Objective To determine whether and how cognitive assessment data should be included in a report for patients with SLE and their providers.
Methods Leveraging experiences from prior studies, we created a cognitive report that included a hypothetical patient’s results on tests of multiple domains based on the NIH Toolbox Fluid Cognition Battery. In focus groups that comprised patients with SLE (two groups) and their providers (two groups), feedback was sought on the presentation of results as well as the potential value of the report in the clinical setting.
Results Feedback regarding the presentation of the report was generally positive. Both patients with SLE and their providers liked its simple graphics and use of a colour-gradated scale to indicate performance. However, both groups stressed the importance of using non-stigmatising language in describing results. Several potential purposes of the report, including distinguishing cognitive versus other issues, explaining cognitive challenges, improving patient–provider interactions, guiding decision-making, improving functioning or preventing impairment and tracking cognitive function over time, were noted by the participants. Potential barriers, such as inadequate clinical staffing or time and lack of potential treatments for identified issues, were also discussed.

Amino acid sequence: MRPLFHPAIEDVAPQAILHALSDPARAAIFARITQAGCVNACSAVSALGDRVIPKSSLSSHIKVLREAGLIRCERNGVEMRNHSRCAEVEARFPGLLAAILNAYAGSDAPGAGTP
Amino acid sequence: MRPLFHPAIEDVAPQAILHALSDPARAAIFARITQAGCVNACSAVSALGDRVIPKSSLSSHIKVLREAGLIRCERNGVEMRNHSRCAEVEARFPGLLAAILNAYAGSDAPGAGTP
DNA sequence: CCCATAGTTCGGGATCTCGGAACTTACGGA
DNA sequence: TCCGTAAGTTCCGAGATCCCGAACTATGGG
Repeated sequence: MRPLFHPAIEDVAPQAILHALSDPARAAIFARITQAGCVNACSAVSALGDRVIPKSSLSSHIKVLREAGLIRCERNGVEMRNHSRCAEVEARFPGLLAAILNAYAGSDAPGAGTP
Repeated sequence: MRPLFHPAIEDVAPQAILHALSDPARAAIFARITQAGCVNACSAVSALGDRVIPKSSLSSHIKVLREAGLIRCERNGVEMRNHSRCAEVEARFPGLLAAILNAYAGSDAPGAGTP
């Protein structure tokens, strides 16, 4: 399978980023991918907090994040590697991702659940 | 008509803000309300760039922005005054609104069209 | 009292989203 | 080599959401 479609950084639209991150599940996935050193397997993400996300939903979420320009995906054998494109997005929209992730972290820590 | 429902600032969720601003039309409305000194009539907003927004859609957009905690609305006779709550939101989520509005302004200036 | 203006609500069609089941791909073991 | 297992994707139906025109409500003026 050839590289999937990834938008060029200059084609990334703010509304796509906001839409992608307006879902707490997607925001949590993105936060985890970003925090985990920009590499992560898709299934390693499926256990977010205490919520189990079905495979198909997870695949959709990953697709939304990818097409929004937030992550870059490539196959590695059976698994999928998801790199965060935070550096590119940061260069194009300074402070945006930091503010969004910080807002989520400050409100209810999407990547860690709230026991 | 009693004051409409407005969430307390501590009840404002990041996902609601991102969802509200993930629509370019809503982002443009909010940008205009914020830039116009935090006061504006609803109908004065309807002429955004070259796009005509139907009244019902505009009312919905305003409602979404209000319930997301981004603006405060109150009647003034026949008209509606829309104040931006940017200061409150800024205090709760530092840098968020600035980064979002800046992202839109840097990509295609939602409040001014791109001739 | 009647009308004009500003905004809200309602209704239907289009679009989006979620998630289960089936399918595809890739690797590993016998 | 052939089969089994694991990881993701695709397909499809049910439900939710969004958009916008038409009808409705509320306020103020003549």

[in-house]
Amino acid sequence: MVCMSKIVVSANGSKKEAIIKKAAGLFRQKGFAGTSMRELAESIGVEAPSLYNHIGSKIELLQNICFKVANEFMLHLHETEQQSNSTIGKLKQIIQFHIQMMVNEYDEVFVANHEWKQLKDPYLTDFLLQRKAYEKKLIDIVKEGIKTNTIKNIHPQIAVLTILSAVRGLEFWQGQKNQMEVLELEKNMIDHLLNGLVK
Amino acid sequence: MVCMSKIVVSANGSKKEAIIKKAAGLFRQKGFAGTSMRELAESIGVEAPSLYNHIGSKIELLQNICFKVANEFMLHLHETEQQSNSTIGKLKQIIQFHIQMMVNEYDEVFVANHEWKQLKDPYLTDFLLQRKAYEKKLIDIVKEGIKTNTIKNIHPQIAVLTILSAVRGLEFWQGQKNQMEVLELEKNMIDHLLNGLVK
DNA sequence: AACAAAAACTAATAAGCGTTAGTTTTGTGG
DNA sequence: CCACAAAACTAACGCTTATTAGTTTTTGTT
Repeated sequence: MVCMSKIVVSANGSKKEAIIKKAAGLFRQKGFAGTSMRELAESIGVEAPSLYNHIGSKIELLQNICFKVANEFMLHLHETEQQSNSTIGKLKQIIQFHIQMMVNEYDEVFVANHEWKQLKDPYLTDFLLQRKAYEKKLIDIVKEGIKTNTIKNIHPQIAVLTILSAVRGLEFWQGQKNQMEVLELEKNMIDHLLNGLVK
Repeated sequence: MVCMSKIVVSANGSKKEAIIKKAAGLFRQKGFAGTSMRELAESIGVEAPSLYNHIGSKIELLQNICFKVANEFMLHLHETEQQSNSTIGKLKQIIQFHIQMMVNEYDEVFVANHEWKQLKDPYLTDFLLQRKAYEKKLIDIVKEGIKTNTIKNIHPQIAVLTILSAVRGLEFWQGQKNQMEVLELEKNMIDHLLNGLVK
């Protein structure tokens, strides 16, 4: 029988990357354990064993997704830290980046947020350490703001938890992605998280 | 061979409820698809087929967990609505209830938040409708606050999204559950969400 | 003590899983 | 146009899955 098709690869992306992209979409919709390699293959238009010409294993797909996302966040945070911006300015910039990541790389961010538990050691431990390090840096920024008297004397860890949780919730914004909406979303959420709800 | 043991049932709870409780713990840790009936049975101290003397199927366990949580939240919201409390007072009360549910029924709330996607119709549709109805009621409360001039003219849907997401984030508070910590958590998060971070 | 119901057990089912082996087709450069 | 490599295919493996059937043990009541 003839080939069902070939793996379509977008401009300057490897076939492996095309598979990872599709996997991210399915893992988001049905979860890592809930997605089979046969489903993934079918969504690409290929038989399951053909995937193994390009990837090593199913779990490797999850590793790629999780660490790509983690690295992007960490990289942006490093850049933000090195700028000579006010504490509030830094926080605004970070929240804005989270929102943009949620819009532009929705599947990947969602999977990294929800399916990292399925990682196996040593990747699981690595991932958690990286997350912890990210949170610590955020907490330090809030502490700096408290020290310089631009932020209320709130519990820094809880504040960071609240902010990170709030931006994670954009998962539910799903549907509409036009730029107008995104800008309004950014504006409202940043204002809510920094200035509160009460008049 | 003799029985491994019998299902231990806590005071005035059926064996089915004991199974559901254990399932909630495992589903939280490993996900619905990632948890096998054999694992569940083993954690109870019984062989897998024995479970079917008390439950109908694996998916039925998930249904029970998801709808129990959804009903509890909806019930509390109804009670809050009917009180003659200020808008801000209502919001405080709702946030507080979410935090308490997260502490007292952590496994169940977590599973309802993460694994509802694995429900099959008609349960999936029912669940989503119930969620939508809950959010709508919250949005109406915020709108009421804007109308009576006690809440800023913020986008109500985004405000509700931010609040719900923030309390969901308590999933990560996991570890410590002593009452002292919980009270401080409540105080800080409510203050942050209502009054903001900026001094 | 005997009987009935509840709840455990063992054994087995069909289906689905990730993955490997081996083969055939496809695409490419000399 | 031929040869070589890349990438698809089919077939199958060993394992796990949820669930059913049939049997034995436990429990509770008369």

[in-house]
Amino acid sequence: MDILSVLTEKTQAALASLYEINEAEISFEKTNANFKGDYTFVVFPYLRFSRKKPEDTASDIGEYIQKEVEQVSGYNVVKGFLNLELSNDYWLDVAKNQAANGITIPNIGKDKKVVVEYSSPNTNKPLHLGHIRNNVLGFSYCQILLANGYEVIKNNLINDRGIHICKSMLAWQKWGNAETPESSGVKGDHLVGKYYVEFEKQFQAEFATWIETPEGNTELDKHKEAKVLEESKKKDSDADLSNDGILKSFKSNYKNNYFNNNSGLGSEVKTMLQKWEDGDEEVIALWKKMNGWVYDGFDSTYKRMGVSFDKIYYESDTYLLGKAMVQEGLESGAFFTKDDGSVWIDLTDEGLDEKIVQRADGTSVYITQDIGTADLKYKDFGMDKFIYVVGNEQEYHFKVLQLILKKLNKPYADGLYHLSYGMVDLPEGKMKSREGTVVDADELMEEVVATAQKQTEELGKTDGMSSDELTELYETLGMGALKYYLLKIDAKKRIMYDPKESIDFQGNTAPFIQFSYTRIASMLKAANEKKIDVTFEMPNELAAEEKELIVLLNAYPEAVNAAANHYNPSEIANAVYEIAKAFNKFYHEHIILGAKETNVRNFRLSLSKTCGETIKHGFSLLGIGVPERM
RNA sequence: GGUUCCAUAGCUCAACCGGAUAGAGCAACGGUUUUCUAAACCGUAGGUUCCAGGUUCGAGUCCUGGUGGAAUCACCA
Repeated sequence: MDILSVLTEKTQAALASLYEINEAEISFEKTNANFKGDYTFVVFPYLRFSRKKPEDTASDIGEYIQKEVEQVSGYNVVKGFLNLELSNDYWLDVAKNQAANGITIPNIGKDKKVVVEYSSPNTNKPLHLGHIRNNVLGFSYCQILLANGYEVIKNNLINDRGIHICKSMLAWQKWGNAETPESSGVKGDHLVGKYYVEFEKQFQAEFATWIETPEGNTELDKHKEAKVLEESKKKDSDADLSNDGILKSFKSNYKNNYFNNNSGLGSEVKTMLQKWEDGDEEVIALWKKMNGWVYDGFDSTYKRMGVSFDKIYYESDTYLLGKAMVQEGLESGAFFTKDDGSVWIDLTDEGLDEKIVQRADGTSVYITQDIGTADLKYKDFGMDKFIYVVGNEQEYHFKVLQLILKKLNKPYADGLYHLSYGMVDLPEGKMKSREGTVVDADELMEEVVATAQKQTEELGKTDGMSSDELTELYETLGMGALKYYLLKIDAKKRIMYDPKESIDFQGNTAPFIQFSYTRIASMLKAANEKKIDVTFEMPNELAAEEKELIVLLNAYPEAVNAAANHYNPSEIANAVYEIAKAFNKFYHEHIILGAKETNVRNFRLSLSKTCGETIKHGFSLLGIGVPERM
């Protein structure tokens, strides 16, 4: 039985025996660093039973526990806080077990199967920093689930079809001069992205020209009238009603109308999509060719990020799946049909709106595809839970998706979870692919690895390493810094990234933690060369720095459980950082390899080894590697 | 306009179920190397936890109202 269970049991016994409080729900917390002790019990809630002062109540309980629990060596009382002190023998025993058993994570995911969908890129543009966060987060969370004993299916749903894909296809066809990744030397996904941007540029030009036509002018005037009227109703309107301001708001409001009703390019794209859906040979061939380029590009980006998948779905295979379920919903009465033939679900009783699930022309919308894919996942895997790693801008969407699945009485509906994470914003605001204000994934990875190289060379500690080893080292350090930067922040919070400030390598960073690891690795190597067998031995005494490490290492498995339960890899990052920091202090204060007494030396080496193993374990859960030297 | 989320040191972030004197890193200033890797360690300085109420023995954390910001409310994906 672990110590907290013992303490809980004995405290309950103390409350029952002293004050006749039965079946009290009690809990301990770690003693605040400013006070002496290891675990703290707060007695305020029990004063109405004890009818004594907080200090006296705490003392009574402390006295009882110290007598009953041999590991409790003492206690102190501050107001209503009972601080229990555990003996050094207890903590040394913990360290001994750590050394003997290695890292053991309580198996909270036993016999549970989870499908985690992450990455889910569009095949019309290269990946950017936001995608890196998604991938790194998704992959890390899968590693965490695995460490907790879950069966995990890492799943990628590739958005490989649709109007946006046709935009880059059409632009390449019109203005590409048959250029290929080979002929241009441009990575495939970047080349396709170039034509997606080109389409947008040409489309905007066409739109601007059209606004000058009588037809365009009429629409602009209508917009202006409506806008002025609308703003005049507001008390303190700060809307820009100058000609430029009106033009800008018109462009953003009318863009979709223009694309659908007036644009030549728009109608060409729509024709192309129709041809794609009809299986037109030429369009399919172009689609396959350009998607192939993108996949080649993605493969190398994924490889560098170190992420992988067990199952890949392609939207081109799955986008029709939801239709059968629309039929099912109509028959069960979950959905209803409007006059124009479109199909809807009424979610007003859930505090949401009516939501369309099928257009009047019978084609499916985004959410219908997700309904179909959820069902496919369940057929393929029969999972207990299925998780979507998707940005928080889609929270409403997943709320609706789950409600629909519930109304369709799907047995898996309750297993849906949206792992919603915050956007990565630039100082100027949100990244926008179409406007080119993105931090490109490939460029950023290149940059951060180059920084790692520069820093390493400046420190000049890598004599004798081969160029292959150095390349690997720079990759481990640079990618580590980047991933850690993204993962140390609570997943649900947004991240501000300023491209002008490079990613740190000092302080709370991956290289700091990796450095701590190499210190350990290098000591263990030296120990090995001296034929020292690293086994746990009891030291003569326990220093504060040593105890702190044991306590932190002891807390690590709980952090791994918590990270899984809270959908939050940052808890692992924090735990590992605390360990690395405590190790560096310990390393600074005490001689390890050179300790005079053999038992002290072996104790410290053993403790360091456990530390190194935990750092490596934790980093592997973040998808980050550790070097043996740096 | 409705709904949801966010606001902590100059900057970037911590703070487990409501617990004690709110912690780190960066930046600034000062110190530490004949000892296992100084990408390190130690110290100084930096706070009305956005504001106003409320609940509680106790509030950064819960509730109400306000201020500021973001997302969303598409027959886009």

Conclusion In this exploratory study, we found that both patients with SLE and their providers were receptive to the idea of a patient-friendly report of cognitive test results. This study provides important information to guide future pragmatic research to optimise the delivery of cognitive information to patients with SLE.
- systemic lupus erythematosus
- health services research
- outcome assessment
- health care
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What is already known about this subject?
Patients with SLE commonly report cognitive impairment, often described as ‘lupus fog’.
What does this study add?
This study explores patient and provider reactions to a patient-friendly report of cognitive functioning for SLE.
How might this impact on clinical practice or future developments?
The report could potentially be used by SLE patients and providers to identify and articulate cognitive problems, seek needed referrals and guide shared decision-making.
Cognitive impairment in patients with SLE, often described as a ‘lupus fog’, has been reported in up to 50% of patients with SLE.1–6 This impairment may limit independence and reduce quality of life for patients with SLE, regardless of age. Despite its importance, cognitive functioning is not well described in most medical charts7 and often not discussed in the clinical setting. Specific tools to improve the recognition of cognitive impairment and facilitate its discussion are currently lacking in SLE.
To address this gap, we leveraged our experiences in (1) creating a physical functioning report from a previous study in patients receiving dialysis8 and (2) completing detailed cognitive assessments as part of a pilot study of functioning in patients with SLE (Approaches to Positive, Patient-centered Experiences of Aging in Lupus; APPEAL)9 to create a prototype cognitive functioning report for patients with SLE and obtain feedback on the value and presentation of the report. Our objective was to determine whether and how cognitive assessment data should be included in a functioning report for patients with SLE and their providers.